The three-legged stool: As the health care debate picks up again, keep this in mind: ObamaCare has only three legs:
- employer mandates
- individual mandates
- medical device taxes
- elimination of the medical device tax: 99% likelihood these taxes will be eliminated
- individual mandates: 95% likelihood these taxes will be eliminated; if not eliminated, by executive order President Trump will direct Treasury (IRS) to not take action against any individual who does not comply
- employer mandates: 95% likelihood the employer mandates will not be eliminated, but a) the mandates will be "watered down"; and, b) penalties for not complying will be lessened
- Medicare: absolutely nothing in any current health care debate about Medicare (seniors have a huge voting bloc)
- Medicaid: states will be given relief -- a compromise to get the bill passed
- there will no "repeal" of ObamaCare -- this is the gift that keeps on giving
- this will simply be a continuation of the process
From Super Sushi Ramen Express: One Family's Journey Through the Belly of Japan, Michael Booth, c. 2009, 2016, chapter 9: "MSG: An Apology"
- "Chinese Restaurant Syndrome": phrase coined in a 1968 letter to The New England Journal of Medicine
- world's largest producer of MSG: Ajinomoto, a Japanese company; "ajinomoto" - "essence of taste"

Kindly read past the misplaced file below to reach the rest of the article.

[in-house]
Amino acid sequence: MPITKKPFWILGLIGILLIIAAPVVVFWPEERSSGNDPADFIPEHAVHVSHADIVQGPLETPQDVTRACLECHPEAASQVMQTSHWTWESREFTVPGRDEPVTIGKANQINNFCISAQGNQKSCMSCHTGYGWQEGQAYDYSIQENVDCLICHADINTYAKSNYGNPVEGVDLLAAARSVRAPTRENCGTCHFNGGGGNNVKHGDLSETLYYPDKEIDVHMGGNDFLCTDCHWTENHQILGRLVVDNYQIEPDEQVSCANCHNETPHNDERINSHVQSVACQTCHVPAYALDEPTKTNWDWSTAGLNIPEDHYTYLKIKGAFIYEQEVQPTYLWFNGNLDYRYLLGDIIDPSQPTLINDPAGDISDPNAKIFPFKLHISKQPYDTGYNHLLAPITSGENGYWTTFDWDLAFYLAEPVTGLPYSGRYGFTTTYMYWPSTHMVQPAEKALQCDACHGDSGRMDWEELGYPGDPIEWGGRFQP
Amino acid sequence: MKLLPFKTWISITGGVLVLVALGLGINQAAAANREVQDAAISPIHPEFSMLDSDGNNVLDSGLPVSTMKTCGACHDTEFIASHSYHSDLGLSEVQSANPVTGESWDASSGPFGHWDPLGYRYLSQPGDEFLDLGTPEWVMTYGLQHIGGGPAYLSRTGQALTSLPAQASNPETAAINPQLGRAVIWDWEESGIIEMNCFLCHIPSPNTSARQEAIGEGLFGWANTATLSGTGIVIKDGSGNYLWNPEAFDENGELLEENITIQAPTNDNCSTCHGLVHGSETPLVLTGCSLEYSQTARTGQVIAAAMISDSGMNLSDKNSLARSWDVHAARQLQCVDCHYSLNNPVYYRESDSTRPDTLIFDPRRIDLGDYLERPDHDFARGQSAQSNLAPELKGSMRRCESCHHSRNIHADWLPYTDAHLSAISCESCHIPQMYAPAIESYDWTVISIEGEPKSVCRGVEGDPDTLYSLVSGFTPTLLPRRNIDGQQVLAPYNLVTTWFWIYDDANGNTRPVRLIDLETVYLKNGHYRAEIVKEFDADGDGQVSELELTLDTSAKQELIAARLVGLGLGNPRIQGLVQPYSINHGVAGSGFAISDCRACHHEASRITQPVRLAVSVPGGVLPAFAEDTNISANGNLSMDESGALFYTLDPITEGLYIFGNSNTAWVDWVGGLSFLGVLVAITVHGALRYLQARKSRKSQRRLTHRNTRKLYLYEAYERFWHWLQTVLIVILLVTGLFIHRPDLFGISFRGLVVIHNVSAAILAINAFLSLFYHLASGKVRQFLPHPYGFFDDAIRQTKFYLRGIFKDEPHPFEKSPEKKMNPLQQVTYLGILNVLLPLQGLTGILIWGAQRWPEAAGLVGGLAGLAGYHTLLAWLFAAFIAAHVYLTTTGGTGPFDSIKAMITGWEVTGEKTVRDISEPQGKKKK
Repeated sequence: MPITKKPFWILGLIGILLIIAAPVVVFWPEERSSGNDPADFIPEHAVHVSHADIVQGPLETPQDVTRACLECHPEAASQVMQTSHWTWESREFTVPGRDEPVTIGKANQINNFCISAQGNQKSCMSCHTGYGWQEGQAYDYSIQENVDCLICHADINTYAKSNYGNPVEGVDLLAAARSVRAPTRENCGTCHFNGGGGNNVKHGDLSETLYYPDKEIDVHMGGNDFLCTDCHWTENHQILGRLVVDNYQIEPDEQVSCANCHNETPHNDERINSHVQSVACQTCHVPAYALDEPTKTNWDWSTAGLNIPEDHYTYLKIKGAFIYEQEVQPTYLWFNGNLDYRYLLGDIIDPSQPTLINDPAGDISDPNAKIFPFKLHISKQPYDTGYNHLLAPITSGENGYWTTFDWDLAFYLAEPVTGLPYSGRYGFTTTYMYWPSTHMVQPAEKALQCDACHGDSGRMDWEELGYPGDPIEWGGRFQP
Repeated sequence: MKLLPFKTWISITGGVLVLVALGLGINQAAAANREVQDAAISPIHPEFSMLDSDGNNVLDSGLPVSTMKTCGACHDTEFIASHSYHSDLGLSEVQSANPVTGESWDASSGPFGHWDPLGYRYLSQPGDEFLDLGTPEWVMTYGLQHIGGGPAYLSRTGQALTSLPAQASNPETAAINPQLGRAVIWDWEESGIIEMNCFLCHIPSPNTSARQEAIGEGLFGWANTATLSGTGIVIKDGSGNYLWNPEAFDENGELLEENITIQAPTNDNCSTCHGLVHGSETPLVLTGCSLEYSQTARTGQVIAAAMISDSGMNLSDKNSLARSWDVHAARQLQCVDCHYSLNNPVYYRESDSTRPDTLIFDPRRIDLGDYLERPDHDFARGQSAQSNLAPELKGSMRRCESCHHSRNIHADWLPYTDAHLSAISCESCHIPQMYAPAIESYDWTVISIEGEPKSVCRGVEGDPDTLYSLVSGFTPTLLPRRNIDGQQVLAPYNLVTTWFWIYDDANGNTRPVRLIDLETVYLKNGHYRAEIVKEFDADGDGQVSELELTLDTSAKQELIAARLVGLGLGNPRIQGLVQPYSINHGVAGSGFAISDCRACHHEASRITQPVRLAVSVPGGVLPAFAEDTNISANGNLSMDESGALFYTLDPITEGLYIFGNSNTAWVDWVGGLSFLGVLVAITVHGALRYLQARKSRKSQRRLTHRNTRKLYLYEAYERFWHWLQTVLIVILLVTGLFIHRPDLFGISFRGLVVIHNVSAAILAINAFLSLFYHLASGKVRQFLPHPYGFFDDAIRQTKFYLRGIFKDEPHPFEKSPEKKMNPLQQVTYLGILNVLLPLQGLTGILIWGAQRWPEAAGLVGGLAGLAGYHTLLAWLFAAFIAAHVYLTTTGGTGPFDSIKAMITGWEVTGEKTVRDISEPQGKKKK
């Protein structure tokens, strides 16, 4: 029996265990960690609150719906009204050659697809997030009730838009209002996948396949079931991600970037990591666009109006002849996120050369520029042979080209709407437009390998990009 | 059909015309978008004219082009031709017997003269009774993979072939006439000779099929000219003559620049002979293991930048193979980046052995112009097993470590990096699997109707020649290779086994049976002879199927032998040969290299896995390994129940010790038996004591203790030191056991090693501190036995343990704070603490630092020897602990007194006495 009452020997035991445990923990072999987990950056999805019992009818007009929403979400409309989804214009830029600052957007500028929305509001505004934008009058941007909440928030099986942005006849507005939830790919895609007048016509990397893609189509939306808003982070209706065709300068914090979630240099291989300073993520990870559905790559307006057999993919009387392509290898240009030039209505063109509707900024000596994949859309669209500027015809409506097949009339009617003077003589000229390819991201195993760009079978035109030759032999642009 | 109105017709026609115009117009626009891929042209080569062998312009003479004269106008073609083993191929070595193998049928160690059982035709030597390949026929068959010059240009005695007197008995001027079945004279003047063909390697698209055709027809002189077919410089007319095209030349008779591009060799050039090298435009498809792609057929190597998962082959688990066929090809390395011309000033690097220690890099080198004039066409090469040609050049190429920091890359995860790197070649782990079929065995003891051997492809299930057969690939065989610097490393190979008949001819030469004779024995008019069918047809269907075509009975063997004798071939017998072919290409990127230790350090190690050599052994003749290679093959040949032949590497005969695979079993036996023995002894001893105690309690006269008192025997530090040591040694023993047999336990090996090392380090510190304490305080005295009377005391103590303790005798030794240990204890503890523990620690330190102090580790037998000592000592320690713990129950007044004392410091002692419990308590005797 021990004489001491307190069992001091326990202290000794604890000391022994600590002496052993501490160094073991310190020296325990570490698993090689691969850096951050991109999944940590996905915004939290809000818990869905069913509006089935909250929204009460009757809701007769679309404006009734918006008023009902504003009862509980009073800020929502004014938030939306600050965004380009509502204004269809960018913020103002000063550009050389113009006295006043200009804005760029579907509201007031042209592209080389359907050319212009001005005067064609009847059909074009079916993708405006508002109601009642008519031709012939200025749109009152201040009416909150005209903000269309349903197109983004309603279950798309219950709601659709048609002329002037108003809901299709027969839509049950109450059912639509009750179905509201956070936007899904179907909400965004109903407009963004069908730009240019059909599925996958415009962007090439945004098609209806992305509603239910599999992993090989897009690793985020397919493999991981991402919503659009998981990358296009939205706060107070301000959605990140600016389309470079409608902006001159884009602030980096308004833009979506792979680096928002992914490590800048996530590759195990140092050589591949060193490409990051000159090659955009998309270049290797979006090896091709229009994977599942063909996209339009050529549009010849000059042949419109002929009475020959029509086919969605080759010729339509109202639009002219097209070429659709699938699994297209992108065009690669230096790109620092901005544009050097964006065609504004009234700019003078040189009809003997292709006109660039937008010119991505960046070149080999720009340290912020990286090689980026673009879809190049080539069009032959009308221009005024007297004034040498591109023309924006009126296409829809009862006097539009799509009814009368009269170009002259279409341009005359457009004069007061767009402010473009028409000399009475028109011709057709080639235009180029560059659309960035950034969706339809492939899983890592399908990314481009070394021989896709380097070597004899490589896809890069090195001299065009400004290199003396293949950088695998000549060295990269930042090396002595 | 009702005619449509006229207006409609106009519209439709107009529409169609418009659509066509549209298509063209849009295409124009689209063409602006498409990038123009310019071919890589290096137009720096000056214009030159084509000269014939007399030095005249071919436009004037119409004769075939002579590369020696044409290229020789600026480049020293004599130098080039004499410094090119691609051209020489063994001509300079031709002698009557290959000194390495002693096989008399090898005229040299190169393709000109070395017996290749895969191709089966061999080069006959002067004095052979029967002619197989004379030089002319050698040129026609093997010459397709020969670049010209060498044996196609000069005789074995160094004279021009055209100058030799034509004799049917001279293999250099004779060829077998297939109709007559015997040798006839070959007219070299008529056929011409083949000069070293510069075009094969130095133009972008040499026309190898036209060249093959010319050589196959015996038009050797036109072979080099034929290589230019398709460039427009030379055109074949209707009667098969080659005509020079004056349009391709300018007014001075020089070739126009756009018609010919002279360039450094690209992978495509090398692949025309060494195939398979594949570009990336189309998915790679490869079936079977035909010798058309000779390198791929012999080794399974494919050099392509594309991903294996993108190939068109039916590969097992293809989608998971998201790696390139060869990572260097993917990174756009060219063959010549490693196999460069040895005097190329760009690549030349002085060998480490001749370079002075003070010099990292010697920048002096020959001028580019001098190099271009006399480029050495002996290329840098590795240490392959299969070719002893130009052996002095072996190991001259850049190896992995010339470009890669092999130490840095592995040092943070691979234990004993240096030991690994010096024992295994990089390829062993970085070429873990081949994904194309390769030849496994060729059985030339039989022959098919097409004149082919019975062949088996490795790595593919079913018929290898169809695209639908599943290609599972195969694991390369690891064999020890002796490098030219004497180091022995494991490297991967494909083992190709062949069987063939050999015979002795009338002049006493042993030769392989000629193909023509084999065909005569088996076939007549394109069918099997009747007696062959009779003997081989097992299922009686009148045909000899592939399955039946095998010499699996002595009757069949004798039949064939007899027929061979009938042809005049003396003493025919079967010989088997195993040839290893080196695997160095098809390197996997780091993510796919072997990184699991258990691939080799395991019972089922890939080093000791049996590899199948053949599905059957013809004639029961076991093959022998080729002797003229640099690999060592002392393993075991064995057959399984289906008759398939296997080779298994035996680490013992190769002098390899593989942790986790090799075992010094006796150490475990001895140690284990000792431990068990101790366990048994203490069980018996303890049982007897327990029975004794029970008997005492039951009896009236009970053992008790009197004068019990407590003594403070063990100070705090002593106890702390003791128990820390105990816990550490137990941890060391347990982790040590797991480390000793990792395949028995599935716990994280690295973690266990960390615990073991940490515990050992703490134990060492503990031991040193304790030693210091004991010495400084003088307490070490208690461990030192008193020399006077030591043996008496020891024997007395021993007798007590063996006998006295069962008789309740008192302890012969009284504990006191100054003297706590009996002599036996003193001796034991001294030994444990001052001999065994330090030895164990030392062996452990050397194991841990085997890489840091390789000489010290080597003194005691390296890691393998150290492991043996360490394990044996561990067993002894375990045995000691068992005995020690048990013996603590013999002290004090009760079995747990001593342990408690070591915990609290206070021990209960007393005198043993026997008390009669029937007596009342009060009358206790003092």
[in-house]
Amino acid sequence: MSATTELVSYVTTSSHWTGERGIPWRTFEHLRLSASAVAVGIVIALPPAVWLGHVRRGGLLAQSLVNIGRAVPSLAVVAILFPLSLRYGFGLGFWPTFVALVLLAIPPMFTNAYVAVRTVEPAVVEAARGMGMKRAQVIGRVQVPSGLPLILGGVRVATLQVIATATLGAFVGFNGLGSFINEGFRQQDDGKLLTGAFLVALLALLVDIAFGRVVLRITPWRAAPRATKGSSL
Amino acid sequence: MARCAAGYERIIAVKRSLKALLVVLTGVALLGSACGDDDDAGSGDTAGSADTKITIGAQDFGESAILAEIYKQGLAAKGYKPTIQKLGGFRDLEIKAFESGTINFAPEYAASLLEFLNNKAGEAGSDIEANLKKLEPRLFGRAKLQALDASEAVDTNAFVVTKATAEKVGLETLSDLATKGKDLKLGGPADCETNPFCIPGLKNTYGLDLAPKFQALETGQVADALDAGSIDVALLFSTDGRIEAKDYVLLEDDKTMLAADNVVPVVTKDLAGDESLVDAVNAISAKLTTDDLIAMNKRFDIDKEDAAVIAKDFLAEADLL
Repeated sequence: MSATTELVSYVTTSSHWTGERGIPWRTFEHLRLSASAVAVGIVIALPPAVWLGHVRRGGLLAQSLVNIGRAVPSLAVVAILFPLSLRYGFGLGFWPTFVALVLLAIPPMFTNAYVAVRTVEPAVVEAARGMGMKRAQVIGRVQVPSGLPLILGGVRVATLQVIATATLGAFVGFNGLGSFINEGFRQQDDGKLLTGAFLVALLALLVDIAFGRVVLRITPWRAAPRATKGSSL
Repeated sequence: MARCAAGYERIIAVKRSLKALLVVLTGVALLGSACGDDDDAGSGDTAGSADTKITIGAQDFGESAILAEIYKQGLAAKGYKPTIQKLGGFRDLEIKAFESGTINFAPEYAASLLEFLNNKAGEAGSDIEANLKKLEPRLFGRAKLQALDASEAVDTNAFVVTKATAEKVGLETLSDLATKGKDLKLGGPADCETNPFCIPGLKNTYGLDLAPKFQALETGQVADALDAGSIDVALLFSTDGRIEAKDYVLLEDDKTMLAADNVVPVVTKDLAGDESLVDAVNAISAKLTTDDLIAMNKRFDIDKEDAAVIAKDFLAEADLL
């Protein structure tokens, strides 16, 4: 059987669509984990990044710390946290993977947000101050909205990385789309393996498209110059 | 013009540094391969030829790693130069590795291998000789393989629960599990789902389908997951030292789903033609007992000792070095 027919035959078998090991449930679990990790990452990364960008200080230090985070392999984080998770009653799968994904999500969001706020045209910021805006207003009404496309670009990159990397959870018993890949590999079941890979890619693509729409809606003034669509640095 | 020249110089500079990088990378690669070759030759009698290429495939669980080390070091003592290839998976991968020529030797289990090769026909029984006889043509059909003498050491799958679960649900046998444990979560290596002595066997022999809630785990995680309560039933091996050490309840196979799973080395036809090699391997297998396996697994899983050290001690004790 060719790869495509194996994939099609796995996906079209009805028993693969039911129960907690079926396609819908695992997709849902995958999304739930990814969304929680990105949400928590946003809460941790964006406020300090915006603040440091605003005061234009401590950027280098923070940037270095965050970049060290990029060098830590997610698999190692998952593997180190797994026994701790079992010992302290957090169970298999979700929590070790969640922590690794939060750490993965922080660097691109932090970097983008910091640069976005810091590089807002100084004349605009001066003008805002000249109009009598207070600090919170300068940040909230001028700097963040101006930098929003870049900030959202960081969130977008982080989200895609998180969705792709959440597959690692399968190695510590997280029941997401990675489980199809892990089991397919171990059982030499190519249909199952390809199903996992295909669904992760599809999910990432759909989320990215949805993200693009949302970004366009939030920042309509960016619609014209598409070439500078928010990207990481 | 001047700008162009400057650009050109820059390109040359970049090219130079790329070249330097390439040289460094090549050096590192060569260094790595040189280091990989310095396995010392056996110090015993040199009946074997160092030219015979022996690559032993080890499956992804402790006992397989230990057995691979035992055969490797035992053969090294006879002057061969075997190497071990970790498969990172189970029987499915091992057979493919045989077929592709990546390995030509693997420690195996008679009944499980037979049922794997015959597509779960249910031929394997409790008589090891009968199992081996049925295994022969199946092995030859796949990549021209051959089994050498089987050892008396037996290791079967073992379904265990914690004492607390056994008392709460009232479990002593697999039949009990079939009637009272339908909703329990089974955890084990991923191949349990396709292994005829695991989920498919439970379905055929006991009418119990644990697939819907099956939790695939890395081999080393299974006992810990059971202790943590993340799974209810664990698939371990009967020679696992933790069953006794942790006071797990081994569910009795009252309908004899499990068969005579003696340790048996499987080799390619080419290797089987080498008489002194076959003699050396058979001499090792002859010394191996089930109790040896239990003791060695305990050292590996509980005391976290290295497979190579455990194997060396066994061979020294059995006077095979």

- company founded by Professor Kikunae Ikeda; discovered MSG in 1908
- konbu seaweed: natural source of the particularly delicious amino acid called glutamate
- glutamate - nature - seaweed - MSG - umami
- MSG played an important role in adding flavor and mouth-feel to processed foods when these were lost during their industrial preservation
- critics allege: a few years ago Ajinomoto made the hole in the top of the MSG shaker larger so that people would use more
- from transcript of interview recorded with the company's scientific affairs spokeswoman
- MSG: no more processed than salt or sugar; comes from konbu, seaweed
- umami receptor discovered in 2000 (joined the other four taste receptors)
- made the hole in the shaker larger about 30 years ago; reason? steam from the soup was clogging up the smaller hole
- now the rest of the story
- US FDA, UN, and EU: have all given MSG the "all clear"
- merely a man-made glutamic acid produced by fermenting carbohydrates and sugars
- umami and MSG are inextricably linked but are by no means the same thing
- umami: usually referred to as the fifth taste, after salty, sweet, bitter, and sour
- some neurologists now claim there are fifty or more tastes
- Ikeda: noted something common in the complicated taste of asparagus, tomatoes, cheese, and meat; this taste is quite peculiar and cannot be classed under any of the other well-defined four taste qualities
- cheese -- parmesan in particular -- and tomatoes have a powerful umami flavor (quick, name the primary components of pizza; yes, cheese and tomatoes, LOL)
- other foods with strong umami component: air-dried ham, veal stock and Worcestershire sauce
- mother's milk is far richer in umami than cow's milk
- the crust on grilled meat: high in umami flavor
- savory and meaty: words most often used to describe umami
- Japanese most often use words delicious and tasty for umami
- evolutionary explanations
- sweet: tells you sugar is present; therefore an energy-giver